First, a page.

covering more number of micro-finance banks in Nigeria
OF THE STUDY
The study has revealed the important and the impact of microfinance banks
on the rural areas. Most especially the contribution of Osun state polytechnic
microfinance banks on the development of the banking habits of people in its
The result of the study will be useful to the following:
Government: The result will be useful to the three
tiers of government as well as the three arms of government in formulating
their respective policies as touching the monetary and economic policies.
Communities: local communities (towns and villages)
will fund the result of the project useful in the area of determination and
creation of small scale community based employment opportunities for the rural
Individuals and corporate bodies: This set of people
will find the result of the project useful in the area of mobilization of
credit for smooth ruining of their businesses in the case of corporate bodies
and in the area of building savings for self actualization.
OF THE STUDY
Chapter one of this project deals on the round of the study, statement of
the problem, objective of the study, statement of hypothesis, scope of the
study, limitation of the study, significance of the study and definition of the
Chapter two talk about review of related literature, historical
background of micro-finance Banks, objectives of micro-finance Banks in Nigeria,
operation of Microfinance Banks in Nigeria, problems of Micro-finance
Banks in Nigeria,
the impact of Micro-finance Banks in Nigeria Development in Nigeria.
Chapter three reveals restatement of hypothesis, Research design, Description
of the study population, Sample design and procedure, Data collection instrument,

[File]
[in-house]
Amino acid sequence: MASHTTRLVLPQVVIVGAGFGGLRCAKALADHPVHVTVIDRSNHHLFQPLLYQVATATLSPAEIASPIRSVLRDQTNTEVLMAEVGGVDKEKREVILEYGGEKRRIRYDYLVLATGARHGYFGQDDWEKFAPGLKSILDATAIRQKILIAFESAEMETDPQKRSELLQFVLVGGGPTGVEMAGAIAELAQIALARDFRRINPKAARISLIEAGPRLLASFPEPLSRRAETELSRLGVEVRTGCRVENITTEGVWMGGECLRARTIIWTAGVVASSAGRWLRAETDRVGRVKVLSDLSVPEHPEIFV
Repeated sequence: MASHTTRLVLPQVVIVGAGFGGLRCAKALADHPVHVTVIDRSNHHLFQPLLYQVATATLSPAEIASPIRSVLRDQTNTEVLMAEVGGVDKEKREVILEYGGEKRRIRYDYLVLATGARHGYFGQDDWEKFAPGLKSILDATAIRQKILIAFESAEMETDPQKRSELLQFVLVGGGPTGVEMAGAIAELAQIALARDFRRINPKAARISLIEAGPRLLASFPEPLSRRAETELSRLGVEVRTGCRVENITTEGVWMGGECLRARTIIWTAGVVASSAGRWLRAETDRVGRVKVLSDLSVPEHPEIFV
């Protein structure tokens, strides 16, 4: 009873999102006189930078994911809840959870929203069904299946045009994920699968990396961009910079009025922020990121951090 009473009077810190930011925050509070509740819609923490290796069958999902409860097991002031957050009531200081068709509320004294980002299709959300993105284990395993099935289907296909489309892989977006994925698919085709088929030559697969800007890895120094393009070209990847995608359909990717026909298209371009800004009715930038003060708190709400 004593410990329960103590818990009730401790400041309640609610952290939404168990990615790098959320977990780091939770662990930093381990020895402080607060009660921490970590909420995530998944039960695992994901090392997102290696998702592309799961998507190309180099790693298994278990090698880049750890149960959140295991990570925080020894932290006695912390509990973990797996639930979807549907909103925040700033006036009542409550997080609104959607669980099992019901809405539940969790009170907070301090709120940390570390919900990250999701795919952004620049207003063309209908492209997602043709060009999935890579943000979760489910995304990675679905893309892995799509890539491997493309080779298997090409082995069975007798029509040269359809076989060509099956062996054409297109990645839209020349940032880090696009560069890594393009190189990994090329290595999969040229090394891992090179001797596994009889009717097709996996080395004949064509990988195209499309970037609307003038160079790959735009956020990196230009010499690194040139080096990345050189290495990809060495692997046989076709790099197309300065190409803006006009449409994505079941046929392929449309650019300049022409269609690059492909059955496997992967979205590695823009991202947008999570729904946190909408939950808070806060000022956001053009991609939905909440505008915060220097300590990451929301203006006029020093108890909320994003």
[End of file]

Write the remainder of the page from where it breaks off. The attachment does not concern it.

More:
Method of data collection and method of data analysis.
Chapter four focus on area of study brief history of ospoly Micro-finance
Bank limited, presentation and analysis of data according to hypothesis and
interpretation of findings / results.
Chapter five expiations much on summary, conclusion, recommendation,
references and appendix
to Joanna Ledgerwood (2000) in his book AN INSTITUTIONAL PERSPECTIVE MICRO-FINANCE
as a financial institution establishment to cater for the savings and credit
needs of small scale producers throughout the country.
to Joanna Ledgerwood (1999) in his book AN INSTITUTIONAL AND FINANCIAL PERSPECTIVE
MINIMUM capital requirements are set for all organizations entering the
financial sector. This means that financial organizations wanting to formalize
must have a minimum amount of capital to support their activities (stated as a
currency amount rather than as a percentage of assets).
O.A Ajayi (2005) in his book STRATEGIC MANAGEMENT capital refers to the amount
of equity an institution holds.
O.A Ajayi (2005) in his book STRATEGIC MANAGEMENT capital adequacy as a
situation were adjusted is sufficient to absorb all losses as fixed assets of the bank leaving a
comfortable surplus for the current operation and future expansion.
Ledgewood (2002) in his book AN INSTITUTIONAL AND FINANCIAL PERSPECTIVE liquidity
requirements: refers to the amount of available cash (or near cash) relate to
the MTIs demand for cash.
Ledgerwood (2000) in his book AN INSTITUTIONAL AND FINANCIAL PERSPECTIVE ASSET
quality: represents the role to earnings derived from made by the organization.
O. Omotoso (2007) in his book INVESTMENT ANALYSIS portfolio: as a combination
or collection of investments, through the diversifying of holdings and owning
of several stocks instead of owning a single stock.